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The mythology of Valentine's Day
February 14, 2013 - Andrea Johnson
There's quite a mythology behind romantic Valentine's Day.
The holiday is named after St. Valentine, a third-century Christian martyr. In the Middle Ages, writers told stories about how Valentine was a kindly priest who married forbidden lovers. That made for a good story for courtly lovers, but it was most likely fictional.
According to a second century Roman novel, Cupid, the Roman god of love, has an interesting back story too. Cupid, often depicted as a chubby, winged boy who shoots arrows at people to make them fall in love, was the son of Venus, goddess of beauty and love. Venus grew jealous of a mortal girl named Psyche who was so beautiful that people started worshiping her and forgot to worship Venus. Venus ordered her son Cupid to make Psyche fall in love with an ugly, unsuitable man so people would scorn her. Instead, Cupid fell in love with Psyche himself.
Cupid had Psyche spirited away to a magnificent castle where, like Beauty in the Beauty and the Beast fairy tale, she is served by invisible servants and is visited by her invisible husband each night. Cupid tells her never to seek to look at his face or he will have to leave her. Psyche gets lonely and persuades Cupid to let her sisters visit her. The sisters are jealous and tell Psyche that her husband must be a monster since he never lets her see his face. They tell her to kill the monster so they can find her a real husband.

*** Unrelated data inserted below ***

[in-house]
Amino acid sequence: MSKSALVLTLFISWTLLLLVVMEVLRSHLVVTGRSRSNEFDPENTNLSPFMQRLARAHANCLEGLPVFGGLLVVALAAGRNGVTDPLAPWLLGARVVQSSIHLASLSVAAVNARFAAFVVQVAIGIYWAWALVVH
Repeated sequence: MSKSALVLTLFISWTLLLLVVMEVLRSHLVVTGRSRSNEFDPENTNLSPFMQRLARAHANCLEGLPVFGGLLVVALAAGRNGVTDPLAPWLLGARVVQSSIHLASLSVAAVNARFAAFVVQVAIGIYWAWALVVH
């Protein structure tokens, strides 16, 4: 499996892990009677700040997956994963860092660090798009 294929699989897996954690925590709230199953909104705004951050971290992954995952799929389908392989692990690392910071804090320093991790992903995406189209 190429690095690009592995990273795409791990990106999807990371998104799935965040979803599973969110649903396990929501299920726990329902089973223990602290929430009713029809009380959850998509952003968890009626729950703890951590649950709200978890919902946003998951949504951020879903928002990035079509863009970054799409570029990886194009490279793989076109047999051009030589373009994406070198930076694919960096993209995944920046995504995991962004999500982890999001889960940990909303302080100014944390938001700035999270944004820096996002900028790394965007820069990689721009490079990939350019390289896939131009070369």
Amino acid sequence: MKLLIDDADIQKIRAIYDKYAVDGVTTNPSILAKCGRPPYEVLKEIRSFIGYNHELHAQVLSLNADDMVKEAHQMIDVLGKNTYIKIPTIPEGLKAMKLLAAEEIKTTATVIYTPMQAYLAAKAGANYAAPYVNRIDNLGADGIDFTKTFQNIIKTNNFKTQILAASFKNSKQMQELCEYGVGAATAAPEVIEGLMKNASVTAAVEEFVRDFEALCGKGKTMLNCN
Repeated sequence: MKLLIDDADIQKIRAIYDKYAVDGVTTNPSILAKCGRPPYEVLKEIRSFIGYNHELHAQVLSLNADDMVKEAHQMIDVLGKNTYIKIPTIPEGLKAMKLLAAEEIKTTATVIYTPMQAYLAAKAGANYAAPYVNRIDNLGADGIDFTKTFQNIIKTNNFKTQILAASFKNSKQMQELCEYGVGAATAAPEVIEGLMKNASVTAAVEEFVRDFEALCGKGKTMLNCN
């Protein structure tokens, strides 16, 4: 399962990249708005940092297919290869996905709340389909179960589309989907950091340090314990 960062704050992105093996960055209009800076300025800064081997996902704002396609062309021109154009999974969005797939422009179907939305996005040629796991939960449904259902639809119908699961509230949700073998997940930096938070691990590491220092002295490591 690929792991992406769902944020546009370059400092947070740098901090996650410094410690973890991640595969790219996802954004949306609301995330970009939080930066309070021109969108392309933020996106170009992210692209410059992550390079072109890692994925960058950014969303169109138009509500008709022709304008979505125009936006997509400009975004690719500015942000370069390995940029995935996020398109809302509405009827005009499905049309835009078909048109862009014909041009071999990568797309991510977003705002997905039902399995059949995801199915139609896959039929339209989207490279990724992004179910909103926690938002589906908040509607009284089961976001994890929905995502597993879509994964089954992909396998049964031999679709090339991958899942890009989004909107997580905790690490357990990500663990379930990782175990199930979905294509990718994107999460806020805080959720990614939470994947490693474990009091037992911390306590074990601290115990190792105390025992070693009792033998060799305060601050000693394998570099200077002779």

Psyche is unable to kill her sleeping husband when she sees he is a handsome man and not a monster. Unfortunately for her, Cupid wakes up and is hurt and betrayed. He casts the pregnant Psyche out for her betrayal and goes home to Venus. Venus imprisons him to keep him from changing his mind and going back to that hussy Psyche.
Psyche wanders the earth in despair and eventually seeks help from Venus to win Cupid back. Venus sets her a series of impossible tasks which she completes with the help of the gods. The last task is the hardest, since it requires Psyche to retrieve a beauty potion for Venus from the underworld. Psyche is unable to resist sampling a little of it herself and falls into a coma. Luckily, Cupid breaks out of his prison and revives her with true love's kiss. All is forgiven. Psyche is made immortal and becomes the goddess of the soul. She and Cupid have a daughter named Voluptas, whose name translates into English as Pleasure or Joy, because she is the union of divine love and the human soul.
Happy Valentine's Day.
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